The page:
Peer Review: An Introduction and Guide
What is it? How does it work? What about misconduct? Is there an alternative?
The reader of this short Guide will be left with a coherent and forward-looking overview of the processes, the shortcomings, and the innovations around peer review, and a deeper understanding of why peer review is such a vital element of effective scholarship.
Editorial peer review is the core distinguishing feature of the academic journal. The key purpose of peer review is to appraise the quality and value of a research article, usually prior to publication, but it also helps considerably to improve the published version.
The Publishing Research Consortium has commissioned Peer Review: An Introduction and Guide from Mark Ware as an overview and critical appraisal of the peer system, both as practised now and how it might evolve in the future. Ware discusses how publishing in journals is an integral part of the research process, offering diverse benefits for research funders, policy-makers, wider society, and the economy at large, as well as to researchers and the research community itself.
The strengths of current peer review processes, which are described in the Guide, include the motivation for authors to improve the quality of their submissions and the valuable feedback that can improve the published version. Evidence from surveys suggests that 90% of researchers believe that peer review directly improved their last submitted paper.
However, peer review is not without its critics, who question the effectiveness, efficiency and fairness of the processes used. Although peer review can be regarded as a burden on researchers, it is generally viewed as an ‘appropriate burden’ that supports the research process and the professional status of researchers as academics. Nevertheless, critics suggest, potential problems associated with the process such as anonymity of reviewers, inherent bias (through nationality, gender etc.) and the time delay before publication represent key shortcomings.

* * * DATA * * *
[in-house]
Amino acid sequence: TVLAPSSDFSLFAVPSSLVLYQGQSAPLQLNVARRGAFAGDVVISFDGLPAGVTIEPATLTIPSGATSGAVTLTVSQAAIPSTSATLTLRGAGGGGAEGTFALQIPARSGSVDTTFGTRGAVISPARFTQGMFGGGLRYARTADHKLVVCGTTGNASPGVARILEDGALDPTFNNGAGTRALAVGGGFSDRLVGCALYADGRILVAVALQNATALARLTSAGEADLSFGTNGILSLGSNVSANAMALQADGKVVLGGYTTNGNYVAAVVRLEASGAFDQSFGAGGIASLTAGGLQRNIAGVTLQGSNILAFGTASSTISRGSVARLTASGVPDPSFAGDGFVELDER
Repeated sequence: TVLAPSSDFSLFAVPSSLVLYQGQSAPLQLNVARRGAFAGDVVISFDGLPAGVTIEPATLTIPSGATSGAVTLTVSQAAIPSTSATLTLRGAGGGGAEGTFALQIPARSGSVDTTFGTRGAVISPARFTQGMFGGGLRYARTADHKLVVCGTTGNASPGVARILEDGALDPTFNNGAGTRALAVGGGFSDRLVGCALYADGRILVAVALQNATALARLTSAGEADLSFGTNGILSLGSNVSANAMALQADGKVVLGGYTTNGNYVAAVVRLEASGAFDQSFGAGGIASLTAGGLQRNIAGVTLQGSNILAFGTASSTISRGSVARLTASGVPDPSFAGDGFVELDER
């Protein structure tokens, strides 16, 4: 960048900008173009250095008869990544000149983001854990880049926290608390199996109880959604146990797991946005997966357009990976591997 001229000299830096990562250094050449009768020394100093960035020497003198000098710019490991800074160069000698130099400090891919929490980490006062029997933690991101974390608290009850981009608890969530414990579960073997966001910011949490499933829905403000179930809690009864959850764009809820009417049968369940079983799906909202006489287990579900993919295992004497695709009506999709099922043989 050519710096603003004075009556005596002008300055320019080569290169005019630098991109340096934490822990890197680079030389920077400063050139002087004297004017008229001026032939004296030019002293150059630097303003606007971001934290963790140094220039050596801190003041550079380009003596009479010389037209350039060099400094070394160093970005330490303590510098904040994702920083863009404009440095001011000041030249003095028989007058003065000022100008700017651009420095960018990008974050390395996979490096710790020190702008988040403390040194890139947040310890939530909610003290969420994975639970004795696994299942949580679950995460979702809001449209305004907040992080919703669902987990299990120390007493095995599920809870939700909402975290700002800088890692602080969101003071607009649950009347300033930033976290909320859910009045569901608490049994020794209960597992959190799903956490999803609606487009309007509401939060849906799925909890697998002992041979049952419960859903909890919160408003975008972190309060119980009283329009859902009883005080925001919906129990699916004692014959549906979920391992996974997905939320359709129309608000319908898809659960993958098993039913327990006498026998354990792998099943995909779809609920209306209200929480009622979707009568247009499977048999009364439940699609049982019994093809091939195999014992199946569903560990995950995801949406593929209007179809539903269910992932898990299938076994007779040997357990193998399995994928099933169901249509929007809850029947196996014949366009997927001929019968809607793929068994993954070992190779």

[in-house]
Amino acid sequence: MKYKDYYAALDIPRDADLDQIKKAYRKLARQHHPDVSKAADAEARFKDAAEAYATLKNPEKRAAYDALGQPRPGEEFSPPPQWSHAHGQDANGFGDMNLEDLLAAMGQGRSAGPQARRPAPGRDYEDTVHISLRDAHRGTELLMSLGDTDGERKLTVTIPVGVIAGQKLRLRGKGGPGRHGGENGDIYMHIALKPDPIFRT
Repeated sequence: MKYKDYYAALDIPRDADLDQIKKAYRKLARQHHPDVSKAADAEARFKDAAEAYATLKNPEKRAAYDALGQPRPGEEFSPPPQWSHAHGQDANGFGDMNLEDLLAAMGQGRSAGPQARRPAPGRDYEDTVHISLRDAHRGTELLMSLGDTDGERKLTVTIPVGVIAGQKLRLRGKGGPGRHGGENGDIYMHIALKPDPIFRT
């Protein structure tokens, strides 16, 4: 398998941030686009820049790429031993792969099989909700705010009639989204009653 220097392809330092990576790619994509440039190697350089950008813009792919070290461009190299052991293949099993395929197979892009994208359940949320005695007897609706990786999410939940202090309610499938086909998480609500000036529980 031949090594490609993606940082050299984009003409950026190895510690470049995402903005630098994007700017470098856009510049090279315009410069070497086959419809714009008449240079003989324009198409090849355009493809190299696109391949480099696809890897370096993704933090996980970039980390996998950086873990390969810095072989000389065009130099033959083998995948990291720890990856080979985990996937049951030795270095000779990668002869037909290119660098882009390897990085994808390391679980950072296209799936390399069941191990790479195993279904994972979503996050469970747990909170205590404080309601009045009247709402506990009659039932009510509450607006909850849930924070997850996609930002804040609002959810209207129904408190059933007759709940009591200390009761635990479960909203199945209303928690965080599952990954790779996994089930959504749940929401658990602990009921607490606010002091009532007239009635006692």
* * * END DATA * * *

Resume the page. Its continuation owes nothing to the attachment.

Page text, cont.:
Evidence for a ‘peer review crisis’ however appears largely unfounded. Journal editors are exploring both open review and double-blind review to help mitigate the natural human flaws in the process. Worldwide growth in the number of active researchers also means more potential reviewers, so greater efficiencies are possible.
Innovation in peer review is dynamic, with new approaches being developed and widely trialled across the spectrum of journals and publishers. Approaches based on ‘Soundness not significance’ have been widely adopted by publishers such as BioMed Central and PLOS. This model has come to be associated with broad-scope non-selective journals that adopt a peer review process that assesses articles for technical soundness but not for impact or significance. The model is not without issues since a ‘superjournal’ such as PLOS ONE might publish thousands of articles each year yet lack effective tools to help researchers focus on those articles that are of most relevance to them.
Other interesting new approaches are described in the Guide, such as ‘cascade’ journals (that transfer rejected articles to other relevant journals and so save resubmission by the author), and ‘portable’ peer review (where the review is conducted independently of a journal and so can accompany the article on submission).
Post-publication peer review potentially represents the most radical change from the current system. In its purest form, post-publication review would see all papers published without any prior review process, with various forms of rating and appraisal taking place subsequently. This way, it is argued, the time-consuming and cost-inefficient processes of appraisal and filtering articles before publication can be reduced. A hybrid form might complement post-publication rating for significance and impact with some form of pre-publication review based on ‘soundness not significance’. The emerging technology of ‘altmetrics’ might also be used to assess impact across the media at article level.